Images in Neurology: Cerebral Microbleeds Due To Amyloid Angiopathy
P Sethi, N Sethi, J Torgovnick
P Sethi, N Sethi, J Torgovnick. Images in Neurology: Cerebral Microbleeds Due To Amyloid Angiopathy. The Internet Journal of Neurology. 2006 Volume 6 Number 1.
Cerebral amyloid angiopathy (CAA) refers to the deposition of beta amyloid in the small and medium sized arteries of the brain and predisposes the individual to primary intracranial hemorrhage (PICH), dementia and transient neurological events. A-75-year-old non-diabetic, normotensive male presented to us with history of sudden onset of abnormal behavior characterized by irrelevant talking and straying on the road for about 20 minutes followed by spontaneous recovery. At the time of presentation to the emergency room his neurological examination was non-focal with no deficits. Gradient echo brain magnetic resonance imaging (MRI) as a part of stroke work up revealed multiple small chronic hemorrhagic lesions (microbleeds) suggestive of CAA (Fig 1 and 2). CAA is an important cause of PICH in the elderly accounting for up to 10% of all PICH in this age group. Patients with CAA may remain asymptomatic or may present with transient ischemic attacks or a devastating PICH. A definitive diagnosis of CAA rests on pathological examination of the affected blood vessel however gradient echo magnetic resonance imaging is a sensitive and non-invasive technique and the presence, number and distribution of microbleeds has a strong correlation with future PICH and cognitive decline 1. It is important to request gradient echo sequences if a diagnosis of CAA is been considered as convention MRI sequences like diffusion weighted imaging may miss these microbleeds. Currently there is no effective treatment for CAA though research continues to find an effective anti-amyloid therapy. There are no clear guidelines regarding anti-thrombotic therapy in patients with CAA. It makes sense to treat cardiovascular risk factors like hypertensive, dyslipidemia and diabetes aggressively in these patients. The decision regarding anti-platelet therapy needs to be individualized taking into consideration the patient's cardiovascular profile. Our patient currently remains asymptomatic on daily aspirin therapy.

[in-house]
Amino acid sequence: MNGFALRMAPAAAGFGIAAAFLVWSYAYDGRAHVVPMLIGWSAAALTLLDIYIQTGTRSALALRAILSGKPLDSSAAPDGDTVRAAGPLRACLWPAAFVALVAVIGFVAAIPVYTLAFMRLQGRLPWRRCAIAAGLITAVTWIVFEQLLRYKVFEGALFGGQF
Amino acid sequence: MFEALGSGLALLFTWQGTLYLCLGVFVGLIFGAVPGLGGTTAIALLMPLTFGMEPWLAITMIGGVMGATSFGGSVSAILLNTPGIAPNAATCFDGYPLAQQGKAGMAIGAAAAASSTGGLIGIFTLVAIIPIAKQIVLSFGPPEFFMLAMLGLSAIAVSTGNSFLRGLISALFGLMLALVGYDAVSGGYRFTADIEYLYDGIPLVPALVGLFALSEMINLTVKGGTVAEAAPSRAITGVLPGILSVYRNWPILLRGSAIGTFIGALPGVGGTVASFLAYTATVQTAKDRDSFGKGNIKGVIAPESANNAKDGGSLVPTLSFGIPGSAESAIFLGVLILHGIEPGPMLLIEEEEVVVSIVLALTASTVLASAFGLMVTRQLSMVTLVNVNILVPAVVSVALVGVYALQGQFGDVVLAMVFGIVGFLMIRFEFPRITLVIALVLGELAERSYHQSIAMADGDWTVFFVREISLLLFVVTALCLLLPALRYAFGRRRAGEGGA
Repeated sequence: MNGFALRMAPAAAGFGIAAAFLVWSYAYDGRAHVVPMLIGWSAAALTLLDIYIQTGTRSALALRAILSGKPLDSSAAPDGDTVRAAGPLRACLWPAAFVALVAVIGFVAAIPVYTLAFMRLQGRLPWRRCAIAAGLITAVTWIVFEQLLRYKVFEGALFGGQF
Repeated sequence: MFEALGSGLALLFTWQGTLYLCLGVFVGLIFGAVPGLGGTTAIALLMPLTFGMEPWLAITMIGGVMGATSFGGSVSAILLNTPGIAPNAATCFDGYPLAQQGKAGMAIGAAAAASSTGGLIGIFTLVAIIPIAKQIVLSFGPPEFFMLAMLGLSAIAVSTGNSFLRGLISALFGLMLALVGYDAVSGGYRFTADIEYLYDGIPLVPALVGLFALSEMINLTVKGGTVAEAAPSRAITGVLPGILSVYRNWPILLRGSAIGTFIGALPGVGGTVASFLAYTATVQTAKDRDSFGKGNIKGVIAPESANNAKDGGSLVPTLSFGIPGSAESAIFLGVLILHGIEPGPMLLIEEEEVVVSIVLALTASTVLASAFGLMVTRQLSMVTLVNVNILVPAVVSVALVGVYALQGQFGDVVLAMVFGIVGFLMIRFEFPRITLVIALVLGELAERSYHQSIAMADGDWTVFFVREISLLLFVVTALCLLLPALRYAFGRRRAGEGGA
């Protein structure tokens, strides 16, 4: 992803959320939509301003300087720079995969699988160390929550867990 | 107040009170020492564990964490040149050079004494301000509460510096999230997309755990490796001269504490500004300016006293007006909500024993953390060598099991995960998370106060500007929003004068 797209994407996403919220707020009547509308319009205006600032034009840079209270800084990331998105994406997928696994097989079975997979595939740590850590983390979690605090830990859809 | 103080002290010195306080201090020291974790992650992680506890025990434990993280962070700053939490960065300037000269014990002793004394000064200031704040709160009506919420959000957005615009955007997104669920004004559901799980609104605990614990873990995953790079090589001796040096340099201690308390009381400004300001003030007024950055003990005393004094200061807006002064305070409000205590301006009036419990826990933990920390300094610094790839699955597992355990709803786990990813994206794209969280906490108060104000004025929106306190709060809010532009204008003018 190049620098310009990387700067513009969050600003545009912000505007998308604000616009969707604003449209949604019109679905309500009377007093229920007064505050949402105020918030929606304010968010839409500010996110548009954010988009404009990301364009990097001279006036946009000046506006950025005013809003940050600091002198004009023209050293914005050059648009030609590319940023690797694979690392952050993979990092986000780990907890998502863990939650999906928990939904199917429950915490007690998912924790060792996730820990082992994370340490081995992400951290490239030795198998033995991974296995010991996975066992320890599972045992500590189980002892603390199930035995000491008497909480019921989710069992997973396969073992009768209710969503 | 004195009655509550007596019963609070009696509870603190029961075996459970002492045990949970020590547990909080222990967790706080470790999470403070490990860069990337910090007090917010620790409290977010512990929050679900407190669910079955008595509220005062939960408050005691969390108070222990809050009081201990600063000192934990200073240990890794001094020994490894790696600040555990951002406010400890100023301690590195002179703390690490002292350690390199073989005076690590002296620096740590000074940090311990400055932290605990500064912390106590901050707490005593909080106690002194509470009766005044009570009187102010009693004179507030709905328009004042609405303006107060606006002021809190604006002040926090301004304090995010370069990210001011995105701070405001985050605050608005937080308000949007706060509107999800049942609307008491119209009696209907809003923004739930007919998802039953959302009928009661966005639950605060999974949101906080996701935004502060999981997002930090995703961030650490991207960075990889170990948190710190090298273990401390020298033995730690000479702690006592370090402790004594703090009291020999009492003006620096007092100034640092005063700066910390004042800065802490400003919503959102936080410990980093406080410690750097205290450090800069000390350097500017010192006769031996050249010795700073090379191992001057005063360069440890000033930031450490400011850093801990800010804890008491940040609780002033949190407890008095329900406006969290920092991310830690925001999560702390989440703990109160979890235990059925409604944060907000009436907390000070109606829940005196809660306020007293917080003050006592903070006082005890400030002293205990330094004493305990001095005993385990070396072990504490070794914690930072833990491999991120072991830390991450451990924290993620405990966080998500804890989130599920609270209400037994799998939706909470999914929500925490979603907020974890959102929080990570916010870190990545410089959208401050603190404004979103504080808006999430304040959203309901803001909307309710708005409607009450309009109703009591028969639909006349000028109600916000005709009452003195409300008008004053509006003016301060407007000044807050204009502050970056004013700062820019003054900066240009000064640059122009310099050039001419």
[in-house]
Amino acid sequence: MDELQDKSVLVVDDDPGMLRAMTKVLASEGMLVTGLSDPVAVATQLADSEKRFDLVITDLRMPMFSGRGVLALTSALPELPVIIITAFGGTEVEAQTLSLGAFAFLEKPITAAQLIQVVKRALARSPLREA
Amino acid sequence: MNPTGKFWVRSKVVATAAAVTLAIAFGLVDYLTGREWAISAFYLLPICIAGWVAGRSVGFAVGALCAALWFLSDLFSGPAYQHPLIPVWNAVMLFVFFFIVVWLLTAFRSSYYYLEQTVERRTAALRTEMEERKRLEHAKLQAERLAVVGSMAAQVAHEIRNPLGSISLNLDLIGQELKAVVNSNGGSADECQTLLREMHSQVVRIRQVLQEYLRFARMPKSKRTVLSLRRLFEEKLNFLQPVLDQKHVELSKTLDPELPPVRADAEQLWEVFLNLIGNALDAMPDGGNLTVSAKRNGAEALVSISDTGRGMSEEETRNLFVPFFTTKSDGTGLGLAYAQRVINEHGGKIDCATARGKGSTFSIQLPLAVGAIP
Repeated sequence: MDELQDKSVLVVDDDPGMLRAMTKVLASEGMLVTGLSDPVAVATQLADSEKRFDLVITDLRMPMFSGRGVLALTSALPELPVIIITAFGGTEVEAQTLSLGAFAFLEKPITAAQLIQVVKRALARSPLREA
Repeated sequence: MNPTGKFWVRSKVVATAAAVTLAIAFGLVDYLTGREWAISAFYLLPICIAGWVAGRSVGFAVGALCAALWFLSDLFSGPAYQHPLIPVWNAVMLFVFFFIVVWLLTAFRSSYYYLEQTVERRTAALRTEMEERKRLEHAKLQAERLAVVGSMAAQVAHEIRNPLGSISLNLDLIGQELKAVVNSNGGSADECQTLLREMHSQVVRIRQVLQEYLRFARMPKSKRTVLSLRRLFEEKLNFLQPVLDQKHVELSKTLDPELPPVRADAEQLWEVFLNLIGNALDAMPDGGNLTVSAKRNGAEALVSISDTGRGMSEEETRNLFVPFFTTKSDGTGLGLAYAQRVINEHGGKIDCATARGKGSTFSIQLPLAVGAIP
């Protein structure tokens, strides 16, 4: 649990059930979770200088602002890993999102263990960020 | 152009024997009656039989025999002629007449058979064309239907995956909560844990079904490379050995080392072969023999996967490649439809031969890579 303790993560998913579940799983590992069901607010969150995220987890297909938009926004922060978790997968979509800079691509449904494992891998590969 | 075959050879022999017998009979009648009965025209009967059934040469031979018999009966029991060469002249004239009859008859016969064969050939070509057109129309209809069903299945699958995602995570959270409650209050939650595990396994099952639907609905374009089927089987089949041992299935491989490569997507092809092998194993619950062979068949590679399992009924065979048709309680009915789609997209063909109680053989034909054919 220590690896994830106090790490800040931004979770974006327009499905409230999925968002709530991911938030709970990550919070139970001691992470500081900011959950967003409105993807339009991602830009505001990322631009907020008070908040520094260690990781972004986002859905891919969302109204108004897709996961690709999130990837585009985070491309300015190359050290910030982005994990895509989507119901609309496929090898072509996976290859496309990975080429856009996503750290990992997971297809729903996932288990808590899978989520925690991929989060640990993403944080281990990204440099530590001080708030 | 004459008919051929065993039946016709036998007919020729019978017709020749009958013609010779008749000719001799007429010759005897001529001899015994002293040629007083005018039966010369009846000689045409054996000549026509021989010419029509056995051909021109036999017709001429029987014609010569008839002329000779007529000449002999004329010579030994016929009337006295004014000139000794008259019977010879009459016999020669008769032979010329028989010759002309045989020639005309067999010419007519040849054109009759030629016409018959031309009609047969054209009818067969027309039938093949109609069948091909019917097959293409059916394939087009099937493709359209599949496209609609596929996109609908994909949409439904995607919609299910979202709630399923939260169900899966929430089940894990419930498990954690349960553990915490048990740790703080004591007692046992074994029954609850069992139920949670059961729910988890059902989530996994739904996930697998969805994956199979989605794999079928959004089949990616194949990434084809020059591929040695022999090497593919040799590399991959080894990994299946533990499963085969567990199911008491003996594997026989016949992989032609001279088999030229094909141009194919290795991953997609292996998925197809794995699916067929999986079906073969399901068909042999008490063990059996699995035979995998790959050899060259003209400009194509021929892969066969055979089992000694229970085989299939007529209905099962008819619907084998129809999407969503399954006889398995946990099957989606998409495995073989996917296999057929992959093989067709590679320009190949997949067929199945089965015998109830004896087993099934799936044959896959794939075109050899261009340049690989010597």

NK Sethi, MD Fellow in Clinical Neurophysiology Department of Neurology NYP-Weill Cornell Medical Center 68th Street, York Avenue New York, NY 10021 Email: firstname.lastname@example.org Tel No: + 646-515-5168